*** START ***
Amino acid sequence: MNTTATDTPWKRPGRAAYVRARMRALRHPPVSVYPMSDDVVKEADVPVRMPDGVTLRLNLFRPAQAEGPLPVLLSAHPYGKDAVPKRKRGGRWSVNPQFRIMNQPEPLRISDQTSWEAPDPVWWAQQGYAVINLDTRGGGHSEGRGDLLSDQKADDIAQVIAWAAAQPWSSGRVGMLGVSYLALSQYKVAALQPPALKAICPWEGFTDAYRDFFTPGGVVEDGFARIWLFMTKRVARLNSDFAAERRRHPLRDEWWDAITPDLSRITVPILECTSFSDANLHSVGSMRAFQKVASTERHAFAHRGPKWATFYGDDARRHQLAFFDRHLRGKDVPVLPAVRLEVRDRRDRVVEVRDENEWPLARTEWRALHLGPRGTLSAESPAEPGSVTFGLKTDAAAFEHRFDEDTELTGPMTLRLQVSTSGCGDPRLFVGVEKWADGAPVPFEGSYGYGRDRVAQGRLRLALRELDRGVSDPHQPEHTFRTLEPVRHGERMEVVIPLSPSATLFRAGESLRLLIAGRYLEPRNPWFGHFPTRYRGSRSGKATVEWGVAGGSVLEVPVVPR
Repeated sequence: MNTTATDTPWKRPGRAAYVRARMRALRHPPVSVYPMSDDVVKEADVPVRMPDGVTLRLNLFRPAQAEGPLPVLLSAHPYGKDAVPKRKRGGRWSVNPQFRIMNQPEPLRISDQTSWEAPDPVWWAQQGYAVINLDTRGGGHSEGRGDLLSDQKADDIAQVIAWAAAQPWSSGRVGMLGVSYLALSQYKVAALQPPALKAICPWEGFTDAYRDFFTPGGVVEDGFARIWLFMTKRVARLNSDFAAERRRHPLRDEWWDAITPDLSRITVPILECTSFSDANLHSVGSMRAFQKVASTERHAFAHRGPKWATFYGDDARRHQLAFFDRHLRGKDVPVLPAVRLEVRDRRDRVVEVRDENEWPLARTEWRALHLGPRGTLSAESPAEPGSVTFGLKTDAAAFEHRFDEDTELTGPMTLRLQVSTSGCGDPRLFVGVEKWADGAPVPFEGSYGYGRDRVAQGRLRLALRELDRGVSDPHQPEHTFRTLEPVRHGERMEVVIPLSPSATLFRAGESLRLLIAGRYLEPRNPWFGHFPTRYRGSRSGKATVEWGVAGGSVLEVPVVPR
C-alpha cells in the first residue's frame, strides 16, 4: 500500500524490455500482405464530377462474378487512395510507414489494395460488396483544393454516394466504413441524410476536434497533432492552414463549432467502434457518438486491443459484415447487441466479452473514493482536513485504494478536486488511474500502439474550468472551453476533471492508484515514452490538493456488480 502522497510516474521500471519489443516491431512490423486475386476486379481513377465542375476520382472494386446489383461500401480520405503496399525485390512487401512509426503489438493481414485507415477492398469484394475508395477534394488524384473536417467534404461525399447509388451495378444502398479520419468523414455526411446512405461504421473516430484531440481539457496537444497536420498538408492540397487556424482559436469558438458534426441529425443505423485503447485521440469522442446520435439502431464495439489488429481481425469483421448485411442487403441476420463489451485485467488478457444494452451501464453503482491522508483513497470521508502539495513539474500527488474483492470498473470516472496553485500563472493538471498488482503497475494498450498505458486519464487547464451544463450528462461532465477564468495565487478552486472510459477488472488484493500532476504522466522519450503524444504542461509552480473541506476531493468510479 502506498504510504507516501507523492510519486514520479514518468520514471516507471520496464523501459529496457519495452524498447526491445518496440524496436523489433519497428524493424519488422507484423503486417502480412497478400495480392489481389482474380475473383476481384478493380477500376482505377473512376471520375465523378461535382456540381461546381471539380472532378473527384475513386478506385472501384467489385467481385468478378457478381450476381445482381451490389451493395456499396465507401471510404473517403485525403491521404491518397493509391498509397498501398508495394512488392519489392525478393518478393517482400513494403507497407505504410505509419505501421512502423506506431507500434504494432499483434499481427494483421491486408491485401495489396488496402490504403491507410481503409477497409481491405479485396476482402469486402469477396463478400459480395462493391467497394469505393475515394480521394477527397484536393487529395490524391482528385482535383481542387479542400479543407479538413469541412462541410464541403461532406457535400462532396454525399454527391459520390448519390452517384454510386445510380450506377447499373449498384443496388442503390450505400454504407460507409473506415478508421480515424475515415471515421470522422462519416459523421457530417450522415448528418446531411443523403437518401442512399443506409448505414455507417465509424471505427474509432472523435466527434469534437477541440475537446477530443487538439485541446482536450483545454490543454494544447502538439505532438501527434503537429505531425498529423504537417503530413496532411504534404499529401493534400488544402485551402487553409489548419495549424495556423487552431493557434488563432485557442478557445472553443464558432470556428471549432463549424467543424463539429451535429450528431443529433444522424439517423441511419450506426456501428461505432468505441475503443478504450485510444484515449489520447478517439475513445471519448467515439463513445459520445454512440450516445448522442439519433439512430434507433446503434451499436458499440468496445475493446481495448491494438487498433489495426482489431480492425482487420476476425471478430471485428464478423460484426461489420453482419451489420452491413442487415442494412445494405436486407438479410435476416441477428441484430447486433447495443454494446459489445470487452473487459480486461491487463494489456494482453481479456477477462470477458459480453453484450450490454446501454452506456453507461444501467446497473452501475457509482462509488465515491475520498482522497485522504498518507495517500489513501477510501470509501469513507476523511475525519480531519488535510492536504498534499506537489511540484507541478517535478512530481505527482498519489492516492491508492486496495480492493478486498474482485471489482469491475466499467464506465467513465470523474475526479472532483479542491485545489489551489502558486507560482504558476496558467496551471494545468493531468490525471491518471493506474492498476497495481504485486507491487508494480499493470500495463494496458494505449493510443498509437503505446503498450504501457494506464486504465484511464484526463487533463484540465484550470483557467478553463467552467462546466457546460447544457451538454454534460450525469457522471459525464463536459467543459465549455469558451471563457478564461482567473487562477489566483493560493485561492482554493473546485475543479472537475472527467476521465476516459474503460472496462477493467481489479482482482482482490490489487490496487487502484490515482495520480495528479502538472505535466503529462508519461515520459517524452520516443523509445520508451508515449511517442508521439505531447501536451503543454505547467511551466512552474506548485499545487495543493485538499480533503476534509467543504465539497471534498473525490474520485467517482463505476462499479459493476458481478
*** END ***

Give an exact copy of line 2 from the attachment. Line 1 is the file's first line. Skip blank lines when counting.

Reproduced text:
Repeated sequence: MNTTATDTPWKRPGRAAYVRARMRALRHPPVSVYPMSDDVVKEADVPVRMPDGVTLRLNLFRPAQAEGPLPVLLSAHPYGKDAVPKRKRGGRWSVNPQFRIMNQPEPLRISDQTSWEAPDPVWWAQQGYAVINLDTRGGGHSEGRGDLLSDQKADDIAQVIAWAAAQPWSSGRVGMLGVSYLALSQYKVAALQPPALKAICPWEGFTDAYRDFFTPGGVVEDGFARIWLFMTKRVARLNSDFAAERRRHPLRDEWWDAITPDLSRITVPILECTSFSDANLHSVGSMRAFQKVASTERHAFAHRGPKWATFYGDDARRHQLAFFDRHLRGKDVPVLPAVRLEVRDRRDRVVEVRDENEWPLARTEWRALHLGPRGTLSAESPAEPGSVTFGLKTDAAAFEHRFDEDTELTGPMTLRLQVSTSGCGDPRLFVGVEKWADGAPVPFEGSYGYGRDRVAQGRLRLALRELDRGVSDPHQPEHTFRTLEPVRHGERMEVVIPLSPSATLFRAGESLRLLIAGRYLEPRNPWFGHFPTRYRGSRSGKATVEWGVAGGSVLEVPVVPR